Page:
Thanks Idiots

When are Americans going to say enough is enough?  There was yet another shooting yesterday, this time at a mall in Maryland; as usual, it was a murder-suicide.  And at the end of the day, three people are dead.  Thanks NRA.  Thanks Wayne LaPierre.  Thanks GOP.

Indeed, thanks to anyone who was foolish enough to buy into the asinine arguments we’ve gotten in the past year since Aurora, Colorado and Newtown, Connecticut.  Arguments like: “Guns don’t kill people; people kill people.”  Or “If you stop someone from getting a gun legally, they’ll just get one illegally.”  Or, “the only way to stop a bad guy with a gun, is a good guy with a gun.”

In sum, these, among other equally weak idioms not to stop the veritable epidemic of gun violence in this nation, as well as a general outcry from gun owners and rural Americans who were gullible enough to believe the government was on their way to take everyone’s guns, meant that we didn’t get a federal law mandating universal background checks on gun buyers in 2013.  It would have been a modest step, but there’s no doubt it would have already saved lives.  Even better: over 80% of Americans supported the law.

So thanks again, idiots.  Blood is on your hands.  It’s because of everyone mentioned above that we have around 30,000 gun-related deaths per year in this country.

Now, would universal background checks stop every gun-related death?  No, of course not; nor would any one law or cadre of laws.  However, increased regulations on firearms can significantly decrease that number.

Take Australia, for example.  A gun buy-back program there dramatically decreased the number of suicides, and the data suggest that there’s a strong correlation with increased firearms regulations “down under” and a 60% decrease in homicides since 1996.  The reason researchers can’t be more certain: the number of gun related homicides in Australia each year is so low (25 in 2011), that it’s hard to tell if the data are statistically significant.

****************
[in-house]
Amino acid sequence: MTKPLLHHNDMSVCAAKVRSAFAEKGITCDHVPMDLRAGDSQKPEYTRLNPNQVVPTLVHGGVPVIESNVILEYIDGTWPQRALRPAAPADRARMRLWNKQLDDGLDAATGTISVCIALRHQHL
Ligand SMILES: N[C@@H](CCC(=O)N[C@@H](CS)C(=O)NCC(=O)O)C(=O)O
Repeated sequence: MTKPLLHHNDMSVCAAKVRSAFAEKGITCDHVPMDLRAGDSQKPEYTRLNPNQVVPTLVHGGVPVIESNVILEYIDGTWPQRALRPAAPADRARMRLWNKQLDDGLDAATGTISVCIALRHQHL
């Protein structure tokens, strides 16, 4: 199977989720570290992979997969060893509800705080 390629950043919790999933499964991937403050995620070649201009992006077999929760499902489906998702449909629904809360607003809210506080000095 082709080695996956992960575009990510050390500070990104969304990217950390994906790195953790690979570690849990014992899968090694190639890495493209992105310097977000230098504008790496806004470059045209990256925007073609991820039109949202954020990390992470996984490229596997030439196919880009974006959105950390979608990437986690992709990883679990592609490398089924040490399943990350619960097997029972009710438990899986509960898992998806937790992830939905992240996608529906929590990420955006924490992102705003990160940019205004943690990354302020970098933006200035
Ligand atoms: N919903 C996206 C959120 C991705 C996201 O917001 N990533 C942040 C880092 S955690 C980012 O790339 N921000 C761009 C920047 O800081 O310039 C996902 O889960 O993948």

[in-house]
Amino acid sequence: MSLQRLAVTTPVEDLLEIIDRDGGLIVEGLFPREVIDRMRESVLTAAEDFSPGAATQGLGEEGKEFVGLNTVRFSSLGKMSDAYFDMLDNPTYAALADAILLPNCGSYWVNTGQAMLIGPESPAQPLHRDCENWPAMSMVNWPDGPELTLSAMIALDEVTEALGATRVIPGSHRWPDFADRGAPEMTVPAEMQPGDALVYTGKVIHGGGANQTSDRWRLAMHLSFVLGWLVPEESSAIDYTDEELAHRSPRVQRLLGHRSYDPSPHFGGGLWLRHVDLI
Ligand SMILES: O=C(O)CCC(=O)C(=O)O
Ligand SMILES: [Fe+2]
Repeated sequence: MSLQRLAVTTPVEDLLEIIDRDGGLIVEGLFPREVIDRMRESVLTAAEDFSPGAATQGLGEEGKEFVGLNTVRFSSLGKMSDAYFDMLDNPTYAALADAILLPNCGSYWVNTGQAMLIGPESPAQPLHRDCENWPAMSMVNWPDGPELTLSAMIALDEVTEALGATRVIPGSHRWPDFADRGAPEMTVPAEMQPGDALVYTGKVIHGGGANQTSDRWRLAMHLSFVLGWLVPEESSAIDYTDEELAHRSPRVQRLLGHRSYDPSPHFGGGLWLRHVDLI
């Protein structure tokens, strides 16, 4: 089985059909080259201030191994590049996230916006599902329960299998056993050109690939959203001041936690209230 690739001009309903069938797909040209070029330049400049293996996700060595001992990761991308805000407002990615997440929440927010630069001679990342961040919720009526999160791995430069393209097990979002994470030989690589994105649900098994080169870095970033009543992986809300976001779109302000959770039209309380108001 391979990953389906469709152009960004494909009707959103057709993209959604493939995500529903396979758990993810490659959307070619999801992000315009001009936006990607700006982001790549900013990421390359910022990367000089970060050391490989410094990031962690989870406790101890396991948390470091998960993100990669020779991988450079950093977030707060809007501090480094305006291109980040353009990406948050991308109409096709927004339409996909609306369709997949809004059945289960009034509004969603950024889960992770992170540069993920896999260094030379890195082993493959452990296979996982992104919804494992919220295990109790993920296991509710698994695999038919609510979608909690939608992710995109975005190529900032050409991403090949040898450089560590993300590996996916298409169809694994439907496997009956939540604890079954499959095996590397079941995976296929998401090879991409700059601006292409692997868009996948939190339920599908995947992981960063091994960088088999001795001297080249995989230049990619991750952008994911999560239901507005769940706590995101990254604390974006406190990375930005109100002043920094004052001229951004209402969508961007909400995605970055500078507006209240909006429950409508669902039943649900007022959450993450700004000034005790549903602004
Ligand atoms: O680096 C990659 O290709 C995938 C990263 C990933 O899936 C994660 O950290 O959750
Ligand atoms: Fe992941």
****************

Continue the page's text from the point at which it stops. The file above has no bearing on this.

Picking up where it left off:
Here in the states, however, the numbers are impossible to ignore.  In 2011, for example, 11,101 people were murdered with a gun, and another 19,766 committed suicide using a firearm.  Are we really supposed to believe that if we had universal background checks to make sure gun buyers weren’t either criminals, insane, or both, that those numbers wouldn’t be lower?

And let’s be clear: no reasonable person is suggesting the government should send out black helicopters to gather up all the guns.  Gun ownership is an American tradition and a Constitutional right.

But what responsible gun owner would flinch at allowing a few extra days processing to make sure that every legal gun purchase is made by someone like themselves, properly trained, licensed, sane, and not a criminal?  Moreover, why not go one step further and mandate that firearms other than handguns be safely stored under lock and key?

Again, let’s be clear: if you are against universal background checks, then you believe that criminals, terrorists, and crazy people HAVE A RIGHT to buy, possess, and discharge firearms.  And remember, no one is saying that law abiding citizens who are mentally stable should not be able to own guns.  No one.

Sure, even with background checks, criminals will still be able to steal guns or buy them illegally, and those who are mentally ill may be able to find another way to hurt people without using a gun; but if we make them take those extra steps, then there’s at least an increased chance that the police, FBI, ATF, or some other branch of law enforcement can catch them prior to the next blood bath.  Isn’t that worth it?  Isn’t that worth making people wait just a few more days to get the gun they just bought?

It is, and for anyone who answers no to those, or any of the other rhetorical questions posed here—I’m horrified that you have a right to vote OR own a gun, because both carry awful consequences for this country.

This needs to stop now, and politicians who refuse to act, or worse, stand in the way of reasonable firearms regulations, ought to lose their jobs in 2014.  Enough is enough.

About The Author: Jay Scott


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